Running real-life testing scenarios helps create mountains of unexpected learnings, stuff we wouldn’t have got from testing in a synthesised environment. This is invaluable.
It takes effort to think about how to use your own product, particularly when it’s far from complete. This involves thinking about how our product can integrate with day to day work life, which means integrating with existing tools.
This approach is extremely powerful yet doesn’t negate the need to observe and learn how users interact with our product. Tests or assumptions ‘inside the building’ need to be validated ‘outside of the building’.
Eat your own dogfood works hand in hand with getting out the building.
Takeaway 2: Embrace the unknown, and the joy of exploratory testing
“The richness of [the exploratory testing] process is only limited by the breadth and depth of our imagination and our emerging insights into the nature of the product under test” — James Bach
For a product evolving at rapid pace it feels natural that tests should evolve in the same way. Powered by creative thinking, exploratory testing yields great results.
Not limited to a predefined list of scenarios we are free to explore our product and capture scenarios in real-time. This approach combined with pre-defined scenarios is a force to be reckoned with.
Ultimately, you’re not only exploring what to test. You’re exploring your product, and what your product could be.
Takeaway 3: Share learnings and talk about everything
We continually ask ourselves the following questions:
- Is there something you’re not talking about?
- Is there someone you’re not talking to?
We prefer to document our learnings over documenting a specification. We use our product to capture learnings per scenario and per test session then continue the conversation on Trello or Slack. Not so obvious resolutions require a FaceTime call.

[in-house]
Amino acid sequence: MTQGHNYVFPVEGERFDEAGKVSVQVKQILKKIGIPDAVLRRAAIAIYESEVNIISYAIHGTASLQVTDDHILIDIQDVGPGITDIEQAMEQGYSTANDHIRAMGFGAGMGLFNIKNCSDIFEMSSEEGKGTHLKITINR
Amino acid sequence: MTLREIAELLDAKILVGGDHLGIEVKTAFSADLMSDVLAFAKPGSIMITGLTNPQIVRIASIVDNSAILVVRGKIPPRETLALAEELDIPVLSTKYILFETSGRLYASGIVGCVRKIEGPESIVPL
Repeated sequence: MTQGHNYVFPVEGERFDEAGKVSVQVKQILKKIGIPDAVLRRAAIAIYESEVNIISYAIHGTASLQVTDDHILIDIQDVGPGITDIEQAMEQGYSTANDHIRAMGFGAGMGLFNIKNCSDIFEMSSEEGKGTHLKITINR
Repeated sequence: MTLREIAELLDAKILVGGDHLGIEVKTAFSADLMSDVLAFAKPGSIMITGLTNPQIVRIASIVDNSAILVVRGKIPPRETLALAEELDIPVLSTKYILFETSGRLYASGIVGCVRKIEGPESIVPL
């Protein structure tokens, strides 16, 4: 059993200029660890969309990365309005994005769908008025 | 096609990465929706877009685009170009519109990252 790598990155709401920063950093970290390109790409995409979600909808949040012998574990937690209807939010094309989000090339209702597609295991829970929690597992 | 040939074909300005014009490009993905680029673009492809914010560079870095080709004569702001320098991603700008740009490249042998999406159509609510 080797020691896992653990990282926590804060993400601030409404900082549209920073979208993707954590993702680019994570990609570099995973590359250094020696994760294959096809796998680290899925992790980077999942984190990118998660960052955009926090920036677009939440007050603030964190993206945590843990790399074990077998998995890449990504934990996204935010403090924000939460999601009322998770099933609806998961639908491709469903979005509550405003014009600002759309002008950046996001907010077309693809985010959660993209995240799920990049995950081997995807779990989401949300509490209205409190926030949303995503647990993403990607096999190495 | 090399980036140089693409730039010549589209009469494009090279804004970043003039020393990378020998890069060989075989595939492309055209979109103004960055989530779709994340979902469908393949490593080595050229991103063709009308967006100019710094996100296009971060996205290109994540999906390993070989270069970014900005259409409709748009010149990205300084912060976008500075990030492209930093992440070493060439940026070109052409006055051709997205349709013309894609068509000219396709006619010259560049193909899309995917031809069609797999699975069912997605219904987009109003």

My Co-founder and I share everything we learn, and I mean everything! When we don’t, assumptions thrive and we risk losing our way.
We’re at an advantage with just the two of us. We don’t know how this will scale, but we’re adamant that sharing and learning is key to the success of our business.
Takeaway 4: Don’t obsess over test automation too early
“What! You don’t have any automated tests! Are you crazy?” — A lot of testers
In the three test phases none currently have automated tests. Some may argue that we’re doomed, but this is out of priority. We’re in customer discovery, so why maintain a load of automated tests for a product looking for market fit?
We don’t often regress but when we do it’s straightforward to fix. We have 106 manual test scenarios and it takes two of us about 30 minutes to complete. Running manual tests keeps us close to our product, which is far more valuable to us right now.
Large development teams can learn from the world of startups
“Testing is, amongst other things, gathering information about the product, its users, and conditions of its use, to help defend value.” — Michael Bolton
The core of our startup is perhaps not yet to defend value but to validate that the product creates value for our users. And then defend it.
That’s how we test. Now tell us how you do it in the comments below, or feel free to share your experiences with just us.
Read Simon’s previous blog post on Why Am I Building A Tech Startup For Testers?
About Simon Tomes
Co-founder of Qeek, the SaaS product for testers, Simon grew quality-obsessed technology teams at Rightmove and Gumtree/eBay. Head of community at Croydon Tech City, Simon understands the growing needs of the startup community. An experienced agile coach, helping teams to realise their potential, Simon draws creativity and joy from performing as a musician.